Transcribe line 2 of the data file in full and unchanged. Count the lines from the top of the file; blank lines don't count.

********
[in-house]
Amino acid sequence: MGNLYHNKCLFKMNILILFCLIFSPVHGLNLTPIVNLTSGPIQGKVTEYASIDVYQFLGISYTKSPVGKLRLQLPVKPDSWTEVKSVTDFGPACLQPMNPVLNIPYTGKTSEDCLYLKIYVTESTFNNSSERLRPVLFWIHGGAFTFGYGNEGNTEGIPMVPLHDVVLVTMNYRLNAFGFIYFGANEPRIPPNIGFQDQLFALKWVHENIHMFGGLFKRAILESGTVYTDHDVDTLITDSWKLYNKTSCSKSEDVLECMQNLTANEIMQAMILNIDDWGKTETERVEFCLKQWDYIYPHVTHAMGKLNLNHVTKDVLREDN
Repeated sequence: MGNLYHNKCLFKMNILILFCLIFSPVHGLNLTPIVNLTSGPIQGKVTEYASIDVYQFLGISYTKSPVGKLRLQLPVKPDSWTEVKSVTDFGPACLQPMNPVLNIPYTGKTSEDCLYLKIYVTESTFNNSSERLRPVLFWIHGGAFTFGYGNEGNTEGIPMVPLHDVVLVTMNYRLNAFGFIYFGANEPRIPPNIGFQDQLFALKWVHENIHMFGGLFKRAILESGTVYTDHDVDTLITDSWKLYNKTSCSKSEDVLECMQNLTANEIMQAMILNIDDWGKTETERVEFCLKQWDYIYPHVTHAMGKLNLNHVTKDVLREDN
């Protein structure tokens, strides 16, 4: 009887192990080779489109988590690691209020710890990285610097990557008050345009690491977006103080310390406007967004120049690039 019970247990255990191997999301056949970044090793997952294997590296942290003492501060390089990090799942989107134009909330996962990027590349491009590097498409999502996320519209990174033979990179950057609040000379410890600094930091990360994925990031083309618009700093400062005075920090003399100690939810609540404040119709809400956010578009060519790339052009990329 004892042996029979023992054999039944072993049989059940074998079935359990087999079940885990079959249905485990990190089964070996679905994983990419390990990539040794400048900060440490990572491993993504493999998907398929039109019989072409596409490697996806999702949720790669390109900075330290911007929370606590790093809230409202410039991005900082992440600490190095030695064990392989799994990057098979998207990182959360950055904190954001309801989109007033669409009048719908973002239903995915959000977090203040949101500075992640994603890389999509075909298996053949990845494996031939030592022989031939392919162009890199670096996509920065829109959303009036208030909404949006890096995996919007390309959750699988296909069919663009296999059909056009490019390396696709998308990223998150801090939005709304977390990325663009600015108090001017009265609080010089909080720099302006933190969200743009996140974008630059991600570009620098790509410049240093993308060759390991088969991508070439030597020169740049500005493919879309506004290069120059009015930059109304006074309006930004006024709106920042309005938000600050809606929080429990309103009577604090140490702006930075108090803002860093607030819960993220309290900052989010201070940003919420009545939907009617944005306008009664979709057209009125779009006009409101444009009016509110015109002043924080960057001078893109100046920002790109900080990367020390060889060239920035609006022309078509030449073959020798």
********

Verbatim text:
Amino acid sequence: MGNLYHNKCLFKMNILILFCLIFSPVHGLNLTPIVNLTSGPIQGKVTEYASIDVYQFLGISYTKSPVGKLRLQLPVKPDSWTEVKSVTDFGPACLQPMNPVLNIPYTGKTSEDCLYLKIYVTESTFNNSSERLRPVLFWIHGGAFTFGYGNEGNTEGIPMVPLHDVVLVTMNYRLNAFGFIYFGANEPRIPPNIGFQDQLFALKWVHENIHMFGGLFKRAILESGTVYTDHDVDTLITDSWKLYNKTSCSKSEDVLECMQNLTANEIMQAMILNIDDWGKTETERVEFCLKQWDYIYPHVTHAMGKLNLNHVTKDVLREDN